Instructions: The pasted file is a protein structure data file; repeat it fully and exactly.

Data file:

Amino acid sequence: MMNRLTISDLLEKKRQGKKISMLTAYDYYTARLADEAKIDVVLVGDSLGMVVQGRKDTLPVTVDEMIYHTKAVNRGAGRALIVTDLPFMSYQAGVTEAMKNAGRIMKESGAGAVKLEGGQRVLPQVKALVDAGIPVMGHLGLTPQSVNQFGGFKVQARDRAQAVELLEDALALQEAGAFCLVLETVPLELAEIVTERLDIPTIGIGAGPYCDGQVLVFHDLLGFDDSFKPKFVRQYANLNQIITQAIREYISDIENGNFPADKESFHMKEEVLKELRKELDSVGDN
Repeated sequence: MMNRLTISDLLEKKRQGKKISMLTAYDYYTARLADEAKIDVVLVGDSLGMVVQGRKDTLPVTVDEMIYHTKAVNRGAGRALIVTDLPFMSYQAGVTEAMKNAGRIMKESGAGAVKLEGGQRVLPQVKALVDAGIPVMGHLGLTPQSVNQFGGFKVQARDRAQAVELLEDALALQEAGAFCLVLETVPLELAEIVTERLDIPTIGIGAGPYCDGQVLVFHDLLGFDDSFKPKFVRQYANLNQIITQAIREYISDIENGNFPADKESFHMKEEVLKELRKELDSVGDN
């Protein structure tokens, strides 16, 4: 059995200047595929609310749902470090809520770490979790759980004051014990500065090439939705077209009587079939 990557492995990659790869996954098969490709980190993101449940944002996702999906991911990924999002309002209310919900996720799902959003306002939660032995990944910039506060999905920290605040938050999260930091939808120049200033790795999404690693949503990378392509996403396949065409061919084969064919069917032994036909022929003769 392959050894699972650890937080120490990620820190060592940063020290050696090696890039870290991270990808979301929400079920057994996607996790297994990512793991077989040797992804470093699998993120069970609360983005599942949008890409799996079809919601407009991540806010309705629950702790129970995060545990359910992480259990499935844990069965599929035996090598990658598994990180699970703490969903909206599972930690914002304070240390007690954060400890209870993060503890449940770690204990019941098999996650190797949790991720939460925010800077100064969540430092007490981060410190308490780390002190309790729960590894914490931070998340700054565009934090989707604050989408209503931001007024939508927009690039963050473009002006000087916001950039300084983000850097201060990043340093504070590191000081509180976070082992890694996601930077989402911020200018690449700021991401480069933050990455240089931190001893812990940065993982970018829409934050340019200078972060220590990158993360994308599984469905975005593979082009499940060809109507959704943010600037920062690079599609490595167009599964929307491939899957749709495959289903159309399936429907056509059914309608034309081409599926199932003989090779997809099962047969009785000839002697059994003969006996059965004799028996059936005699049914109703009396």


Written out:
Amino acid sequence: MMNRLTISDLLEKKRQGKKISMLTAYDYYTARLADEAKIDVVLVGDSLGMVVQGRKDTLPVTVDEMIYHTKAVNRGAGRALIVTDLPFMSYQAGVTEAMKNAGRIMKESGAGAVKLEGGQRVLPQVKALVDAGIPVMGHLGLTPQSVNQFGGFKVQARDRAQAVELLEDALALQEAGAFCLVLETVPLELAEIVTERLDIPTIGIGAGPYCDGQVLVFHDLLGFDDSFKPKFVRQYANLNQIITQAIREYISDIENGNFPADKESFHMKEEVLKELRKELDSVGDN
Repeated sequence: MMNRLTISDLLEKKRQGKKISMLTAYDYYTARLADEAKIDVVLVGDSLGMVVQGRKDTLPVTVDEMIYHTKAVNRGAGRALIVTDLPFMSYQAGVTEAMKNAGRIMKESGAGAVKLEGGQRVLPQVKALVDAGIPVMGHLGLTPQSVNQFGGFKVQARDRAQAVELLEDALALQEAGAFCLVLETVPLELAEIVTERLDIPTIGIGAGPYCDGQVLVFHDLLGFDDSFKPKFVRQYANLNQIITQAIREYISDIENGNFPADKESFHMKEEVLKELRKELDSVGDN
């Protein structure tokens, strides 16, 4: 059995200047595929609310749902470090809520770490979790759980004051014990500065090439939705077209009587079939 990557492995990659790869996954098969490709980190993101449940944002996702999906991911990924999002309002209310919900996720799902959003306002939660032995990944910039506060999905920290605040938050999260930091939808120049200033790795999404690693949503990378392509996403396949065409061919084969064919069917032994036909022929003769 392959050894699972650890937080120490990620820190060592940063020290050696090696890039870290991270990808979301929400079920057994996607996790297994990512793991077989040797992804470093699998993120069970609360983005599942949008890409799996079809919601407009991540806010309705629950702790129970995060545990359910992480259990499935844990069965599929035996090598990658598994990180699970703490969903909206599972930690914002304070240390007690954060400890209870993060503890449940770690204990019941098999996650190797949790991720939460925010800077100064969540430092007490981060410190308490780390002190309790729960590894914490931070998340700054565009934090989707604050989408209503931001007024939508927009690039963050473009002006000087916001950039300084983000850097201060990043340093504070590191000081509180976070082992890694996601930077989402911020200018690449700021991401480069933050990455240089931190001893812990940065993982970018829409934050340019200078972060220590990158993360994308599984469905975005593979082009499940060809109507959704943010600037920062690079599609490595167009599964929307491939899957749709495959289903159309399936429907056509059914309608034309081409599926199932003989090779997809099962047969009785000839002697059994003969006996059965004799028996059936005699049914109703009396």